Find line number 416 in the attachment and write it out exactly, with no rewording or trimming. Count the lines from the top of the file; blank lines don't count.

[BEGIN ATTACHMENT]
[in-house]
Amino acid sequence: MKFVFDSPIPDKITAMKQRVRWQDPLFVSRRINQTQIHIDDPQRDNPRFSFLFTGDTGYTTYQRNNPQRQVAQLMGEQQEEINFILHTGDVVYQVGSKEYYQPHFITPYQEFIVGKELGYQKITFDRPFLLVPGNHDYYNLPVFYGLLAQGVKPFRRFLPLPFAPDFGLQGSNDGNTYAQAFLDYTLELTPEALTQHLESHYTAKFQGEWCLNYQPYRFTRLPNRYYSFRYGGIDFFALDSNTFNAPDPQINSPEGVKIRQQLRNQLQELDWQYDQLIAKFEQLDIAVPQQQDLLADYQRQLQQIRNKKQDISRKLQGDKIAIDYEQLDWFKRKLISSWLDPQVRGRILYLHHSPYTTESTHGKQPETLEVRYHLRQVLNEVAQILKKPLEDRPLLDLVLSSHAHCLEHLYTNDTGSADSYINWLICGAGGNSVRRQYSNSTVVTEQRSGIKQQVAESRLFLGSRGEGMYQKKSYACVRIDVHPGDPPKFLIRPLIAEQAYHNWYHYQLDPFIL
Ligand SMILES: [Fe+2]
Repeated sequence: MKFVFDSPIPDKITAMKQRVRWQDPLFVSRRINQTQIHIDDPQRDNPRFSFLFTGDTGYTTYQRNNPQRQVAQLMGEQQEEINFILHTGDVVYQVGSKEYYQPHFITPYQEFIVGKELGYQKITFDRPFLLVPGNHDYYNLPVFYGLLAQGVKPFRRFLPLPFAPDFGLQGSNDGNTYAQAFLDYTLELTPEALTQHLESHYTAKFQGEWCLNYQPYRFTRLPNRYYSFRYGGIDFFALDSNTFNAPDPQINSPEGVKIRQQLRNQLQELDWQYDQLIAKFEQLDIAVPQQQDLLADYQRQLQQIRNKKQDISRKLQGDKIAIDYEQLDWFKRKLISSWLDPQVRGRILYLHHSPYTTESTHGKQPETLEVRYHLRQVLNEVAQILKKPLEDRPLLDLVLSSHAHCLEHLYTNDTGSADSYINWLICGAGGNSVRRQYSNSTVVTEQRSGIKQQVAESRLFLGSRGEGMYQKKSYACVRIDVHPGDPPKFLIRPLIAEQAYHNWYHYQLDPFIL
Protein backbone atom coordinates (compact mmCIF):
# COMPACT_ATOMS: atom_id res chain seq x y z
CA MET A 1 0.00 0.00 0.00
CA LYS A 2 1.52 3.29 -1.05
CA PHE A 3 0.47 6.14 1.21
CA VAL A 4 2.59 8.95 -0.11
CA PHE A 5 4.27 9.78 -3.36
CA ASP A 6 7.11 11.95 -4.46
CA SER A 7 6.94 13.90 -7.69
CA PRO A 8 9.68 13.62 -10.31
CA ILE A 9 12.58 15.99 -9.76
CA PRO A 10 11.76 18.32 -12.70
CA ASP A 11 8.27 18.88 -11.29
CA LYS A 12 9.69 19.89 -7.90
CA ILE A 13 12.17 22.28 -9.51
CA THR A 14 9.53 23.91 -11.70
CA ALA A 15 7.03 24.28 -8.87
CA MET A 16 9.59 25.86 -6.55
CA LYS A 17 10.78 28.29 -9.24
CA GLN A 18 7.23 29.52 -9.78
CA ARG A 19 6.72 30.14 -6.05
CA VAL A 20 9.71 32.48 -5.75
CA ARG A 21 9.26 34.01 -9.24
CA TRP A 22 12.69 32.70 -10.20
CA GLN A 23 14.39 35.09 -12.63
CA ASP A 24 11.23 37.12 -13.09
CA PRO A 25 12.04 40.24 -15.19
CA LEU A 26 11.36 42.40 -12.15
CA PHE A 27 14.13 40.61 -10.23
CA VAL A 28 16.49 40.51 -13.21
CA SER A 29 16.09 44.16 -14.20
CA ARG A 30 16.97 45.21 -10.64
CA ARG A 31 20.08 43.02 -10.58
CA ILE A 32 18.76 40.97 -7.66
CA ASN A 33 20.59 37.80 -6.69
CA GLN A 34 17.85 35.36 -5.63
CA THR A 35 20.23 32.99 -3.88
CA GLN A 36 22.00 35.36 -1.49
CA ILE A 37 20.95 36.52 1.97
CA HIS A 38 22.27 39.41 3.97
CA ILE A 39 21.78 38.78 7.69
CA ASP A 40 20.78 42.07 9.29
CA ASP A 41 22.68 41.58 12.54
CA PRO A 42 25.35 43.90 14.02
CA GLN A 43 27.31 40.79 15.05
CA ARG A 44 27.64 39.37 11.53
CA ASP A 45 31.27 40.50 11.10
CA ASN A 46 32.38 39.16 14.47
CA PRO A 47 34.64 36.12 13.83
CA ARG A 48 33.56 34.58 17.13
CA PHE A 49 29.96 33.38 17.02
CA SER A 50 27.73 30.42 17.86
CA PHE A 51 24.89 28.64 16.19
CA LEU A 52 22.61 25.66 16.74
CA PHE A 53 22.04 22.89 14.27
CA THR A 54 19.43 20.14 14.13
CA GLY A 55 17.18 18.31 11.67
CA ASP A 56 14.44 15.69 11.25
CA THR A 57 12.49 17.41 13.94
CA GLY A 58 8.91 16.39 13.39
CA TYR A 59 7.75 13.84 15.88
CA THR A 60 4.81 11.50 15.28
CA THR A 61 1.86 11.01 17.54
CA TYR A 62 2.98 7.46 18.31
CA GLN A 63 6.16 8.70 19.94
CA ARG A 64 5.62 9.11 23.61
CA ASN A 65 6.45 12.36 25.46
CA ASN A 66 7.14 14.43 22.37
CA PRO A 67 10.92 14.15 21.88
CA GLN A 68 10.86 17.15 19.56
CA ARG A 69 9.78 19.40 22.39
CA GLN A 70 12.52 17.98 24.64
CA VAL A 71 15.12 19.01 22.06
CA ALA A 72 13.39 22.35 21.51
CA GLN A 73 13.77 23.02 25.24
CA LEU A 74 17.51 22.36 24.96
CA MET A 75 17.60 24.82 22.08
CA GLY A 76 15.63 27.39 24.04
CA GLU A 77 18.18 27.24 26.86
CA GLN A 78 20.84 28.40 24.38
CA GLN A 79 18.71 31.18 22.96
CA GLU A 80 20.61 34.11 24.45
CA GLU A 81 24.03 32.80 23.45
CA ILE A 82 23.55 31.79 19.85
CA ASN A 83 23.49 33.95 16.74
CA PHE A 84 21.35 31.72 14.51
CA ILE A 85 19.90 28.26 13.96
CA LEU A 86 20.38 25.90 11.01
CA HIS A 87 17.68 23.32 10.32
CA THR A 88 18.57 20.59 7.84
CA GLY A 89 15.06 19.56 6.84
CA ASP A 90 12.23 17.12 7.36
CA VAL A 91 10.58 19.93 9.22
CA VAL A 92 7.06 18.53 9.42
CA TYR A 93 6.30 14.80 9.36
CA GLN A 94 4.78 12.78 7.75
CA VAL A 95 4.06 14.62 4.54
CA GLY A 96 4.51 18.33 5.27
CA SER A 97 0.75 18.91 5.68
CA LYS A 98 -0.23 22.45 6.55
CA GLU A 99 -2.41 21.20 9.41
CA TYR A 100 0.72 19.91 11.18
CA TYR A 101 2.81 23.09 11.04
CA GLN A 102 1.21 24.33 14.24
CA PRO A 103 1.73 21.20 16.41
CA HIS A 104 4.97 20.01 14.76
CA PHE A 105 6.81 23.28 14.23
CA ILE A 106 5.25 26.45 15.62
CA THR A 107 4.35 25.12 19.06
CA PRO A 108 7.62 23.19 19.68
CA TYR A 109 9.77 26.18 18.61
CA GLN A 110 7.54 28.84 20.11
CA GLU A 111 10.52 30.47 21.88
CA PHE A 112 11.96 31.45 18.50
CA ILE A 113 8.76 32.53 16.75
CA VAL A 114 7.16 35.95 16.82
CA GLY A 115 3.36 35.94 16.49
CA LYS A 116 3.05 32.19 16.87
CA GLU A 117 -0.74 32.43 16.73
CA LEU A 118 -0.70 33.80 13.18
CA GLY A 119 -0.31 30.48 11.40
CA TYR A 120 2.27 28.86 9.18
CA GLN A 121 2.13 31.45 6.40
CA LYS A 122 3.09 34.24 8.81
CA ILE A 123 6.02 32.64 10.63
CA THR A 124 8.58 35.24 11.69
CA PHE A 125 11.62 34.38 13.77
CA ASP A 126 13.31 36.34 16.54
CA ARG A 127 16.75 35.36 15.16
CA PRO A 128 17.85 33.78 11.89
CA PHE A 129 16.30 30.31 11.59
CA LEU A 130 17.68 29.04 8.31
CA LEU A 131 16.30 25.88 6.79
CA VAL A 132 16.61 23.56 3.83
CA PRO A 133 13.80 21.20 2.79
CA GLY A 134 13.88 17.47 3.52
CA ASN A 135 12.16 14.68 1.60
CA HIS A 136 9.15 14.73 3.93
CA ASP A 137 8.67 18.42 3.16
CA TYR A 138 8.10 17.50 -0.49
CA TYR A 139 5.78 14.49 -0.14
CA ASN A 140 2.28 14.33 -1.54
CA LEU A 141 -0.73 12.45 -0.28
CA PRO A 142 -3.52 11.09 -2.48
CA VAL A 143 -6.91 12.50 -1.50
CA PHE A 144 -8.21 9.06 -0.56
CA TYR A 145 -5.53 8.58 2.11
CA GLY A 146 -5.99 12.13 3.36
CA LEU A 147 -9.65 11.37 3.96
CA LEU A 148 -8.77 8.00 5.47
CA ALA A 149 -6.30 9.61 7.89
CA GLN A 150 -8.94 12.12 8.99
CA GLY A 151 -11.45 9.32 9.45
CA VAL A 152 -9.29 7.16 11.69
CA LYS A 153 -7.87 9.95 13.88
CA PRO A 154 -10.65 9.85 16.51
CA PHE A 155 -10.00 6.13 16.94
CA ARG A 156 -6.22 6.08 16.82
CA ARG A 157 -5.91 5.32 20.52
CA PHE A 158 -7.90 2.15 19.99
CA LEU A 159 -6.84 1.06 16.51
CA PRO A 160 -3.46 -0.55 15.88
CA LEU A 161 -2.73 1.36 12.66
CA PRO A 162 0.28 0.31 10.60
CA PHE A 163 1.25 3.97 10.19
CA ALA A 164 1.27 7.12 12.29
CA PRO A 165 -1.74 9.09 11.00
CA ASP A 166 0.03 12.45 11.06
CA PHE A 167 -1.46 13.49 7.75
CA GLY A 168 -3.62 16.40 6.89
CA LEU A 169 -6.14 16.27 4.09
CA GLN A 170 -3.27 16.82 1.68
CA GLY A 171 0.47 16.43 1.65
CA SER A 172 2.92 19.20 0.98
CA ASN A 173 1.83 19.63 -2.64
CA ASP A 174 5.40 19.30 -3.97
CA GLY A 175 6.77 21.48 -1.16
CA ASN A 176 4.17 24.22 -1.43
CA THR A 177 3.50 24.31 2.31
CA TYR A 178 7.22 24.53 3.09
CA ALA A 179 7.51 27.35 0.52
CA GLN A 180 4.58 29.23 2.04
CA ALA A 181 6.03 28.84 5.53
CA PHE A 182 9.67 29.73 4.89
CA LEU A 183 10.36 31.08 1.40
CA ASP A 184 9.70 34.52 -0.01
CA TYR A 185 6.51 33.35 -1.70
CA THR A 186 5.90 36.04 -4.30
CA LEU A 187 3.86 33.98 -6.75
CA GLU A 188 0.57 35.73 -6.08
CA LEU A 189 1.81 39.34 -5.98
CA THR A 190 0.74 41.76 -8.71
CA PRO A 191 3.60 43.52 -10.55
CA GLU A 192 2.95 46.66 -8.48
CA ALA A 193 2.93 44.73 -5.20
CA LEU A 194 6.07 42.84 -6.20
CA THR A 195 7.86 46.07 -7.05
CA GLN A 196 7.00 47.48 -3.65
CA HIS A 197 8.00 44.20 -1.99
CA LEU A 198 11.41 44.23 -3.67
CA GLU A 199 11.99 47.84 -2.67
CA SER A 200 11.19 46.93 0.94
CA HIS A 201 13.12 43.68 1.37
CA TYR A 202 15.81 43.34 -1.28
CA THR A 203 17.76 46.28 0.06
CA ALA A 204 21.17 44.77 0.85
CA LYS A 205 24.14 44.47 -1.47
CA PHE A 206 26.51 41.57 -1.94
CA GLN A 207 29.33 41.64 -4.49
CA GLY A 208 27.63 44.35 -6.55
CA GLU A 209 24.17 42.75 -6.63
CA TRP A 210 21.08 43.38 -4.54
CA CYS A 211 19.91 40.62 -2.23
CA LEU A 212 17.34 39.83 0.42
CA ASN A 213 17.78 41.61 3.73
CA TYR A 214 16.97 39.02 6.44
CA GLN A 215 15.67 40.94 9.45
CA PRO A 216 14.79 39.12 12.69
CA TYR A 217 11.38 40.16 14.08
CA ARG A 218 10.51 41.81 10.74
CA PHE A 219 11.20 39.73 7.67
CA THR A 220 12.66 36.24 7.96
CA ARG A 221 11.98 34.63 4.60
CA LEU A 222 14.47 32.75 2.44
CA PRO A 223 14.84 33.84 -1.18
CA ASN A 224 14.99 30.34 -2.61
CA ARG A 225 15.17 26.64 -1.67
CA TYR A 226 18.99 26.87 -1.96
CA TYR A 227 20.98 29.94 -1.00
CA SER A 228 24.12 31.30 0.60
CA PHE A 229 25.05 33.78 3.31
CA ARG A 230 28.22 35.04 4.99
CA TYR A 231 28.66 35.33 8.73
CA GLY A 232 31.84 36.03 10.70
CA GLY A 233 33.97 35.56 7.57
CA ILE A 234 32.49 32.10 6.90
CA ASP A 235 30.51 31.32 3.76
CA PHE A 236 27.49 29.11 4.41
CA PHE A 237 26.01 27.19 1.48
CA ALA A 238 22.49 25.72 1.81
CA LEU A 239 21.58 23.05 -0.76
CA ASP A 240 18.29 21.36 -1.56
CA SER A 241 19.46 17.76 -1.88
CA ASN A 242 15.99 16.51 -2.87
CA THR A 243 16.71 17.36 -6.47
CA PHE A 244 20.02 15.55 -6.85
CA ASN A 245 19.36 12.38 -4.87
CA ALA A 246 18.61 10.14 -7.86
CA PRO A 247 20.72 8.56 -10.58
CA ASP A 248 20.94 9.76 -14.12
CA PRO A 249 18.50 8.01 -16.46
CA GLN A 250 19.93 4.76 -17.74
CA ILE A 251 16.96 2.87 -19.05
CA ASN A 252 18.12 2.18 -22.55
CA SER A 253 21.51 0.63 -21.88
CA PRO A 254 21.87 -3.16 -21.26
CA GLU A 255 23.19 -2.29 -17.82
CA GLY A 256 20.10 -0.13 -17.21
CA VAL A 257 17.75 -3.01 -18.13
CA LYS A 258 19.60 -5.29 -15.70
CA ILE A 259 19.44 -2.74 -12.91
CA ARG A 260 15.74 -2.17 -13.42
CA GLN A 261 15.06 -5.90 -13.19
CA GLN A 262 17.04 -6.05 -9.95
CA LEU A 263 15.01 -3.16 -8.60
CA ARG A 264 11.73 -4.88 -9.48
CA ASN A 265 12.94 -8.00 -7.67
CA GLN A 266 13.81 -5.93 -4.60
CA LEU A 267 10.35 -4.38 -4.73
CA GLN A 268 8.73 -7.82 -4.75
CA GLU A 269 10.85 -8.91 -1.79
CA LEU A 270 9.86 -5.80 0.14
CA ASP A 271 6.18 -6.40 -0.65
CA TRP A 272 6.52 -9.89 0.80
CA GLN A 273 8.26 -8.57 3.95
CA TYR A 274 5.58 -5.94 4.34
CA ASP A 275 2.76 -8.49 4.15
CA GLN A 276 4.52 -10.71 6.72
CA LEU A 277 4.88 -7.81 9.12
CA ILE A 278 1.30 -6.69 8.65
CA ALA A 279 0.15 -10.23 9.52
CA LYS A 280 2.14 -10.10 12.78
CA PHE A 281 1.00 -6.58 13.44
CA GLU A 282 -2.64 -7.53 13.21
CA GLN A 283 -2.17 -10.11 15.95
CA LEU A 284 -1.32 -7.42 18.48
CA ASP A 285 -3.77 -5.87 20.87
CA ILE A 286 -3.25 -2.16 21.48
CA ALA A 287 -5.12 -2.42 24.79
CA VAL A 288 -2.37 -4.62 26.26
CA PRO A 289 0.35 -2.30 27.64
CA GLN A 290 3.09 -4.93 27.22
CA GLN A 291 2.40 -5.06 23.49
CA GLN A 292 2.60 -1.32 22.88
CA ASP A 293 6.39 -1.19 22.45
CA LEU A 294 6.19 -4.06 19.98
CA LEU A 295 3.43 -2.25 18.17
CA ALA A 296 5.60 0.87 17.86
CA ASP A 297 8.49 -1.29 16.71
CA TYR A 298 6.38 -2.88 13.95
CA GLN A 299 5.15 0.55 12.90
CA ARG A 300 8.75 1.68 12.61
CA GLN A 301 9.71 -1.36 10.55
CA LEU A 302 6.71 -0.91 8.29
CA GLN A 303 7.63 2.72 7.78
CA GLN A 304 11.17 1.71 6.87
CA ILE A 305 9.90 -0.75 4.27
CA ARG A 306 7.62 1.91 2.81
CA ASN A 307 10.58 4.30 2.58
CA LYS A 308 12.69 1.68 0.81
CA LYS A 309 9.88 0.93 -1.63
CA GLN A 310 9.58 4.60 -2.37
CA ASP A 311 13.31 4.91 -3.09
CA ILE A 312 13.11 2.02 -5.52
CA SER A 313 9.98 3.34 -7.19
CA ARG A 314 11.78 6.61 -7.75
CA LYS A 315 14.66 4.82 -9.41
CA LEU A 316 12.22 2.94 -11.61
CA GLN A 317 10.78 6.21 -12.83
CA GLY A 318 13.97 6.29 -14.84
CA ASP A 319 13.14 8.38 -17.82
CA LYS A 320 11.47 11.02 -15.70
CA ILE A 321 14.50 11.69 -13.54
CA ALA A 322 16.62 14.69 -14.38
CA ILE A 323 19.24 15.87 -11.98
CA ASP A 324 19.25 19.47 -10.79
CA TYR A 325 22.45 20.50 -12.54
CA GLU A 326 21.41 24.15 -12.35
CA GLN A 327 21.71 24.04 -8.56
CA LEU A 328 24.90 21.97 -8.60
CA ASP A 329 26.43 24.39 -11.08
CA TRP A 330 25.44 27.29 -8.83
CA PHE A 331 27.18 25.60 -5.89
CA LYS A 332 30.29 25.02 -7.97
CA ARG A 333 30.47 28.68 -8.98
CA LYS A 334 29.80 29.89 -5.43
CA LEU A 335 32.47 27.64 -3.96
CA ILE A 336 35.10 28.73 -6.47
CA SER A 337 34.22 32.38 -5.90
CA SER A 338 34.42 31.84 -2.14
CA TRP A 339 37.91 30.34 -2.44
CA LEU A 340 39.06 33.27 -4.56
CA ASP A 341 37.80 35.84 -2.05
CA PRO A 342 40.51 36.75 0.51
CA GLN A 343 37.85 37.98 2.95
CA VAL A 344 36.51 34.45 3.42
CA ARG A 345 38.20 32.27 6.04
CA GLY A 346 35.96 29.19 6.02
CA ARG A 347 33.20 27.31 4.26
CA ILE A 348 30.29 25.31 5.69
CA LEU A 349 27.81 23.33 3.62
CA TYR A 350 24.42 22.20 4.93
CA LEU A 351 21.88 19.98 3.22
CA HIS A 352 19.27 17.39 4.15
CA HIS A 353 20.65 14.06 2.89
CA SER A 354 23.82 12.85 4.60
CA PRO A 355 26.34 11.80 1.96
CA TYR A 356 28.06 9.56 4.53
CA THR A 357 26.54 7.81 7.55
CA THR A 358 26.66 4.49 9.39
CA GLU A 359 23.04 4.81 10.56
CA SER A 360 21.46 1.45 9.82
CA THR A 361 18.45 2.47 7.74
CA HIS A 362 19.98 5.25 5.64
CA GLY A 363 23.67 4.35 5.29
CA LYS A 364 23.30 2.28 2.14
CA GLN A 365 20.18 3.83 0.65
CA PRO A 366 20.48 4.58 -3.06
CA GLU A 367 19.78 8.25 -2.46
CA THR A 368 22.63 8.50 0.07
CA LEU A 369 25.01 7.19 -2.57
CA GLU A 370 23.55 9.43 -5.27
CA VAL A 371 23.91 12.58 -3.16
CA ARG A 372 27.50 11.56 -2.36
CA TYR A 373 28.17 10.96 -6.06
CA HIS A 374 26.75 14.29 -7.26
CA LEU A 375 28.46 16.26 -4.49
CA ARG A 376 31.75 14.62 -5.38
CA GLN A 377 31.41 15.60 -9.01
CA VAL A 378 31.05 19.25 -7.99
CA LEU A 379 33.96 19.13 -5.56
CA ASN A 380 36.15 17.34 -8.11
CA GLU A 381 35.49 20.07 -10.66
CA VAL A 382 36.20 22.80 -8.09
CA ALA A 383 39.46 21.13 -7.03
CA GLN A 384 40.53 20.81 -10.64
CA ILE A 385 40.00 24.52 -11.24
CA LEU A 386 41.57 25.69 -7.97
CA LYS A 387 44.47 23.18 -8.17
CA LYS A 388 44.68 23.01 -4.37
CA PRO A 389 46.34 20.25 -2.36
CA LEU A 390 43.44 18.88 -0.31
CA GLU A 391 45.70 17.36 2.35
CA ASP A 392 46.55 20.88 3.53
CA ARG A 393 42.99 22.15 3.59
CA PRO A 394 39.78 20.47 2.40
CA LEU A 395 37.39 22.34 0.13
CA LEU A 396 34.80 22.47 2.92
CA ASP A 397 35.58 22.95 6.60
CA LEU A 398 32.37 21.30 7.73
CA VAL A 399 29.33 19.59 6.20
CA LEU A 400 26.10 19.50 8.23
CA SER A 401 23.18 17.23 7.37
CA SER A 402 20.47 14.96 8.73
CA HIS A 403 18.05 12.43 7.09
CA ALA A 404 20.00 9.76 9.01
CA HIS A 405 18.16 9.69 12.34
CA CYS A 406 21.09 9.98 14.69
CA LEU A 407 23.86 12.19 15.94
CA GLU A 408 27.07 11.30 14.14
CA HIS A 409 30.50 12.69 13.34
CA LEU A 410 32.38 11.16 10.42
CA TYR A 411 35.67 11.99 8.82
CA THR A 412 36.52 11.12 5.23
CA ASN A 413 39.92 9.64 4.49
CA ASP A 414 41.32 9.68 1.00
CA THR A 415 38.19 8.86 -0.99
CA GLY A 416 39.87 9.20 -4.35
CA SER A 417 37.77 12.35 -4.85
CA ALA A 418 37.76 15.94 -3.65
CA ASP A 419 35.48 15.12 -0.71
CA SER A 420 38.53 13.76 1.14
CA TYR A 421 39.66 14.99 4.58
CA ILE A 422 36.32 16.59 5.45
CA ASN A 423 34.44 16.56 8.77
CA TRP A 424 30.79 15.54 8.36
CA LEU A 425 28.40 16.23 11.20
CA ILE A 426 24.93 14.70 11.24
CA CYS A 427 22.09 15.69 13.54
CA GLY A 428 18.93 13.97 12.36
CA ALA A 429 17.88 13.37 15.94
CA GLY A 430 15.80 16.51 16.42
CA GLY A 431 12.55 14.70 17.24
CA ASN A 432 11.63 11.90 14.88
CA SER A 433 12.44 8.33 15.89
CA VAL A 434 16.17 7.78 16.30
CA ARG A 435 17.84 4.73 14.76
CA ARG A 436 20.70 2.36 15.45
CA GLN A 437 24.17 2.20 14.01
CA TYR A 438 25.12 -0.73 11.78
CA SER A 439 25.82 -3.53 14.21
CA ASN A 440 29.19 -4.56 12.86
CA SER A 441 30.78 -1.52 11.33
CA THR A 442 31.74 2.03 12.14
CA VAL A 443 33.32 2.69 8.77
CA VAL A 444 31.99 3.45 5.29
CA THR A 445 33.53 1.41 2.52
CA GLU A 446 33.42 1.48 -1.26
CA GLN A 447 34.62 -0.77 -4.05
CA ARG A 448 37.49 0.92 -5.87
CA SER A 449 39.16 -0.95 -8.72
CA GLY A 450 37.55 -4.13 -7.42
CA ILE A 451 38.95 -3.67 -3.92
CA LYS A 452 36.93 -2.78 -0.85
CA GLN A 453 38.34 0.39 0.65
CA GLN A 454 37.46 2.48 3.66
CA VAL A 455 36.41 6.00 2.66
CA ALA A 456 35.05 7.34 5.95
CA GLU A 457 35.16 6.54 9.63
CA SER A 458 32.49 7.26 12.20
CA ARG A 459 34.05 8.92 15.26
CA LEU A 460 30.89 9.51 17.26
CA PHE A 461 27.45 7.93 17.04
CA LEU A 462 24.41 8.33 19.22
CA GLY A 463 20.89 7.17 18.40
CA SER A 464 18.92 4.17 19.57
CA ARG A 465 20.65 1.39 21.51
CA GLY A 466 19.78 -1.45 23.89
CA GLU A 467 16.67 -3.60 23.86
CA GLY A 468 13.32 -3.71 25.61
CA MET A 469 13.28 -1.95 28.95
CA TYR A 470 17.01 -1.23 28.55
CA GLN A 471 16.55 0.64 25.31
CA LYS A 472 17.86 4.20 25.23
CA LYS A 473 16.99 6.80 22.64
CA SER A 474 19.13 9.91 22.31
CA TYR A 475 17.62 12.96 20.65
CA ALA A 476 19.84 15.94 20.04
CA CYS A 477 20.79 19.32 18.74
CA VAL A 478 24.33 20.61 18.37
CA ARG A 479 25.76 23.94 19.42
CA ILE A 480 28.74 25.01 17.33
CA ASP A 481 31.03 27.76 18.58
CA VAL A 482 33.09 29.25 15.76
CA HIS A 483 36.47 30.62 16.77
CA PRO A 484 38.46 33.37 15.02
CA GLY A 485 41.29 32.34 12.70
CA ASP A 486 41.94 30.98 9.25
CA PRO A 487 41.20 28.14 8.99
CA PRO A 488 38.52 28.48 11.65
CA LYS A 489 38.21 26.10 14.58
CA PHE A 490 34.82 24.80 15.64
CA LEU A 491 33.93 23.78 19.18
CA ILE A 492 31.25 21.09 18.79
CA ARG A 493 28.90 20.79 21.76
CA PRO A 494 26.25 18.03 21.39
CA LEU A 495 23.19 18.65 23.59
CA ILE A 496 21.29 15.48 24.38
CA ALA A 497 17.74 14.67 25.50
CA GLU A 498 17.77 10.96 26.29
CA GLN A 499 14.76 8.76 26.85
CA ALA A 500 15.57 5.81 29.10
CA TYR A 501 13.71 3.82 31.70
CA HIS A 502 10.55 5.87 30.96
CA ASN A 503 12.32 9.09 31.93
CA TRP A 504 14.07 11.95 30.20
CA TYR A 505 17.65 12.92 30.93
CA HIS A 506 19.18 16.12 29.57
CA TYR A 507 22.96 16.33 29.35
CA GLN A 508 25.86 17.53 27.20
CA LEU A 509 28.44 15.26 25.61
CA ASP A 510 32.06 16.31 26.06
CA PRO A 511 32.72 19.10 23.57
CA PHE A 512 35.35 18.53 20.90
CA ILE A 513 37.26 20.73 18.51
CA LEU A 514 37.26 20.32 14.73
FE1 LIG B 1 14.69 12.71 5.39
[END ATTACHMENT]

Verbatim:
CA LEU A 410 32.38 11.16 10.42